By Mr. Phil Jacobs, High School Jewish history teacher
When more than 35 Beth Tfiloh Dahan Community High School students converged on the AIPAC Policy Conference in Washington, DC, it might have been easy to just be a small part of the high-energy pro-Israel confab that attracted some 18,000 to the Washington Convention Center and the Verizon Center.
Instead, BT Middle School Principal Rabbi Yehuda Oratz turned what could have easily been a wonderful spectator experience into a memorable learning laboratory.
I was fortunate to serve as faculty support for the Saturday night through Tuesday experience with BT Hebrew Department Chair and beloved shaliach, Mr. Haggai Lavie.
Indeed, included in the capacity crowds were some 4,000 high school and college students. Speaker after speaker commented on the number and enthusiasm of the young people in attendance. We heard from an all-star cast of stars from the bi-partisan political constellation such as Vice President Mike Pence; U.S. Ambassador to the United Nations Nikki Haley; both Maryland Senators Ben Cardin and Chris Van Hollen; Speaker of the House Paul Ryan and others. Speaking to us remotely from Israel was Prime Minister Benjamin Netanyahu. Each and every speaker underlined the important connections between the United States and Israel.
As a former Jewish newspaper editor, I am no stranger to AIPAC’s critically important mission. Indeed, it was an AIPAC Policy Conference some years ago that taught the rest of the world exactly how Iran would seek to militarize nuclear weapons. And its words became prophetic.
This time around, for me the most lasting memories of this Policy Conference didn’t come from a stage or a mammoth video screen. Instead, the conversations, the debates and the dialogues over House and Senate resolutions among our BT students — be they sitting between speakers at Verizon Center or walking between venues — brought the real impact of the Conference home to me.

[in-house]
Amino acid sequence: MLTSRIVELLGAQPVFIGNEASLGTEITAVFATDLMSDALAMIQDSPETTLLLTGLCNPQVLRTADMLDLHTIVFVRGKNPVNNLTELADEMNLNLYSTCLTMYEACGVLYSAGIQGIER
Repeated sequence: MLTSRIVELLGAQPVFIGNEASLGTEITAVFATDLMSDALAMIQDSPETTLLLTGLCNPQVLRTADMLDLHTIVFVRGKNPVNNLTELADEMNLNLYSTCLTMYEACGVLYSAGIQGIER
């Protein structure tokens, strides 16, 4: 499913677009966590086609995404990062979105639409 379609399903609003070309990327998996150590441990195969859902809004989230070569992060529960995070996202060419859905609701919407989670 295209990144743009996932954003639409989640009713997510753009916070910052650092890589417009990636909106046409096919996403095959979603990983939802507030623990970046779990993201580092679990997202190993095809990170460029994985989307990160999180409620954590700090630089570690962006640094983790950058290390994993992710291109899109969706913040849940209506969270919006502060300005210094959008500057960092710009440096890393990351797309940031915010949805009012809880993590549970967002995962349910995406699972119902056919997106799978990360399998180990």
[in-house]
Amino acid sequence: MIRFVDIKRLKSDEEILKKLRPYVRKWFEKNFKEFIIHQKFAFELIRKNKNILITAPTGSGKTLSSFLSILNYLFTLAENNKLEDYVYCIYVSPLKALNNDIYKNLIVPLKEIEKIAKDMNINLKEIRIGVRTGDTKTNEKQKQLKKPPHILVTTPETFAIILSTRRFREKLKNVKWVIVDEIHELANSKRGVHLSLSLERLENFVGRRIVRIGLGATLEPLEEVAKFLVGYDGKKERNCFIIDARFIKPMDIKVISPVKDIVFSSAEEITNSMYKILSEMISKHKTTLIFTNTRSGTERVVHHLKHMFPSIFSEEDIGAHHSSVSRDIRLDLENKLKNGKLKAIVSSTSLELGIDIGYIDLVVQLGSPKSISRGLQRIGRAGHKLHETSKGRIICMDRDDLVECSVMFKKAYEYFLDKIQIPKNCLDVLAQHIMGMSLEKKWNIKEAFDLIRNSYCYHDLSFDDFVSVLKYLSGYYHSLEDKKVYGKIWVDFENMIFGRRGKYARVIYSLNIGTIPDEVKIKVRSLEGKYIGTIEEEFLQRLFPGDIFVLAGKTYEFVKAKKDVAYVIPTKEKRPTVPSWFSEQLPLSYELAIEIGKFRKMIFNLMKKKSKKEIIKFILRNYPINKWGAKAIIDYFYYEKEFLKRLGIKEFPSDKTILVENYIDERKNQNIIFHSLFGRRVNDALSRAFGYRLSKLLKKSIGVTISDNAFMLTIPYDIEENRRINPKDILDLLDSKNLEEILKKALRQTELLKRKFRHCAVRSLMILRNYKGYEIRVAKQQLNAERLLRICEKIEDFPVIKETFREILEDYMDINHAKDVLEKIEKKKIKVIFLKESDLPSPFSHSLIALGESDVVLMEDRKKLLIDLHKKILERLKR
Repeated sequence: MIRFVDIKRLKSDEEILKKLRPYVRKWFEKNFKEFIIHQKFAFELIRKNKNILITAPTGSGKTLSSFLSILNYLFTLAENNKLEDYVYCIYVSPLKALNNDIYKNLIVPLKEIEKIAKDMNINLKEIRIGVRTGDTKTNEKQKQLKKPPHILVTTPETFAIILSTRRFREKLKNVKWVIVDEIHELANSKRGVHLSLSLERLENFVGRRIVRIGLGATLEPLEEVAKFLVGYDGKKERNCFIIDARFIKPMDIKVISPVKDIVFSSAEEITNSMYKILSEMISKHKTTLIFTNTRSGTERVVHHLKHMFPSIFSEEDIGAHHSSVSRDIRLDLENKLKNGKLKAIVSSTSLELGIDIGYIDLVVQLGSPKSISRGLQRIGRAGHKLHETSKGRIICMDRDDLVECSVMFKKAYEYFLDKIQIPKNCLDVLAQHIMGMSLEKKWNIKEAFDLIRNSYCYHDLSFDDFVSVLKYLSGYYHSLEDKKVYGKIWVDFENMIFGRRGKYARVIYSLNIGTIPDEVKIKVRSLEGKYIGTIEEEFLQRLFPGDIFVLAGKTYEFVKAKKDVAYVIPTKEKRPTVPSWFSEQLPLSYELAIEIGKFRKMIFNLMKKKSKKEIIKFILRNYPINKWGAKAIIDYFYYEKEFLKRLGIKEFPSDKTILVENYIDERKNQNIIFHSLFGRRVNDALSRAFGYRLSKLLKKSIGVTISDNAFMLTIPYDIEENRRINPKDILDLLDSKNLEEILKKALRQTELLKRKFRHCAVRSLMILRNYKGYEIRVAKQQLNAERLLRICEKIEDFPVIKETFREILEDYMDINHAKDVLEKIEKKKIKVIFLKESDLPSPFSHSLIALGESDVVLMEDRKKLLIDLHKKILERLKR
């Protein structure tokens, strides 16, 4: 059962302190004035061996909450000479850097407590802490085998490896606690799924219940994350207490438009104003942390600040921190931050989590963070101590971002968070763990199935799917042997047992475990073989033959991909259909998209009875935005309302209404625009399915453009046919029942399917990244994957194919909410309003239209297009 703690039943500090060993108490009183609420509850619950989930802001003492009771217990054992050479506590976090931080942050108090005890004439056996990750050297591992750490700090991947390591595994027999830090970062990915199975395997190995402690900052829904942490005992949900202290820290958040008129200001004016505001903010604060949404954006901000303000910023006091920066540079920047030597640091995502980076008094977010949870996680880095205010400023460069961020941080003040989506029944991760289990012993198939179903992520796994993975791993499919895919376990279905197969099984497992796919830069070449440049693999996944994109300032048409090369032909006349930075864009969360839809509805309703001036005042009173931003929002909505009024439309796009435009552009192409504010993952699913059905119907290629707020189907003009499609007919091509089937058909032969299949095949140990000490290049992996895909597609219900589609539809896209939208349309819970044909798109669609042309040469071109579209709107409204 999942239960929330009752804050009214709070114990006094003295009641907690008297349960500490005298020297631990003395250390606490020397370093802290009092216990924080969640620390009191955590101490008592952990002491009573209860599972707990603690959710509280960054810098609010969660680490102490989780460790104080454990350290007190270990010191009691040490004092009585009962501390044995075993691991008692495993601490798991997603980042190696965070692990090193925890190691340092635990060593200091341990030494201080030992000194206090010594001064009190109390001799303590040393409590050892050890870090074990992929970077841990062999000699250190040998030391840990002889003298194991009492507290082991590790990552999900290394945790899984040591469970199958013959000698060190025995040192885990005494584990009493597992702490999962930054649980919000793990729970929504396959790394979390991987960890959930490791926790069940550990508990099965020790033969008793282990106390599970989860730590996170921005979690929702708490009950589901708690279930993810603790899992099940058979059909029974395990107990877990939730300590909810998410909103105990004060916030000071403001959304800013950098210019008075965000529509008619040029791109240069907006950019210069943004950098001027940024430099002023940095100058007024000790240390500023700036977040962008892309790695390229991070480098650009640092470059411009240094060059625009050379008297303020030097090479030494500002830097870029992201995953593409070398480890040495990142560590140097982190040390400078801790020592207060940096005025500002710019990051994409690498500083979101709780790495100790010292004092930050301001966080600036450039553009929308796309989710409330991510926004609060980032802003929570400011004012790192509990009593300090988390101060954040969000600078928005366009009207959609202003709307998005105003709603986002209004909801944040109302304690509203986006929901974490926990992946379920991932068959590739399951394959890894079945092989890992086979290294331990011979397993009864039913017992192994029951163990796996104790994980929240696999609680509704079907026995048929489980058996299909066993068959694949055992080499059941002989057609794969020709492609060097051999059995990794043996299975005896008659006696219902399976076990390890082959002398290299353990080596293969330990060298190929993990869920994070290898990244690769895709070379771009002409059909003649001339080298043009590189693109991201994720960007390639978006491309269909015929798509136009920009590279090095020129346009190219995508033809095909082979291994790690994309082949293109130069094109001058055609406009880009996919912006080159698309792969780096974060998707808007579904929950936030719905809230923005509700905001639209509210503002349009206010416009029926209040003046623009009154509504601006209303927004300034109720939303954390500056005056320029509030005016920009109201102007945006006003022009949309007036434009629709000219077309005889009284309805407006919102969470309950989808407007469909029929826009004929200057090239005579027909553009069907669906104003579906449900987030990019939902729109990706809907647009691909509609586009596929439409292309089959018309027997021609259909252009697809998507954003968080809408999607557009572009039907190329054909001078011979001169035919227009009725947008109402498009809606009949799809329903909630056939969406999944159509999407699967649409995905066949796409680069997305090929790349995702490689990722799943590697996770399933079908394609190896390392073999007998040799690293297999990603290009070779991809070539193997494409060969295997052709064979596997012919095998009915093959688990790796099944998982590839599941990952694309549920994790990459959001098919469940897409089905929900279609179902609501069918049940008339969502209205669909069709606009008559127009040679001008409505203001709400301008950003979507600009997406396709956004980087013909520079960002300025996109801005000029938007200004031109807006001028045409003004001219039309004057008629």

It gave me great joy to stay up late and watch our students prepare their talking points for their day of Capitol Hill lobbying. They wrote, scratched out and then rewrote until they felt they could present with clarity a discussion with a Congressman or a Senator. I had to smile when walking through a House office building corridor when I heard student Tali B. ‘19 whispering over and over to herself. She was going over the lobbying points she’d soon be making to U.S. Rep. Glenn “GT” Thompson, R-Pa., on the importance of continuing U.S. aid to Israel. Thompson, who filled his office with BT students, spoke to Tali and to the rest of the students as an adult speaking to other informed adults.
The same happened when student Ben S. ‘20 stood and addressed U.S. Rep. John Sarbanes, D-Md., again before a packed conference room.
I have “pictures” in my mind of students Noah F. ‘20 and Ezra S. ‘20 fearlessly approaching the same elected officials we see regularly on the nightly news, extending their hands and introducing themselves as Beth Tfiloh students. I have a wonderful memory of Maryland’s senior U.S. Senator Ben Cardin hugging his great-nephew Mitchell C. ‘17, a Beth Tfiloh student.
And it was amazing for the students to be in the same room with many Beth Tfiloh congregants and Rabbi Mitchell Wohlberg as he hosted Michael Oren, Israel’s former U.S. Ambassador. The continuity among Beth Tfiloh’s adult delegates, some of them community leaders in their own right, connected them inextricably with the upcoming younger generations of leaders.
Every morning, the group would be up for 6:30 a.m. davening and then approach the day’s agenda with urgency. There were meetings where I could look around and see only Beth Tfiloh students among the many adults. Over the years, the school has raised the bar of student understanding of the importance of AIPAC and the respect for the adults who work so diligently on behalf of Israel.
I firmly expected the students to fall quickly asleep on the bus ride back to Beth Tfiloh after the Policy Conference came to a close. But again, I shouldn’t have been surprised at this point. They were buzzing all the way about the experiences they just had.
I know I’m being repetitive when I write this, but I covered AIPAC Policy Conferences as the Jewish Times
editor. I can say this was the most gratifying experience ever, looking at the confab through the eyes of our students.
I’m grateful to Mrs. Zipora Schorr, BT’s Director of Education; Rabbi Oratz and Beth Tfiloh for this special opportunity!Help BT be a the largest synagogue delegation at AIPAC's Policy Conference 2018. Register now!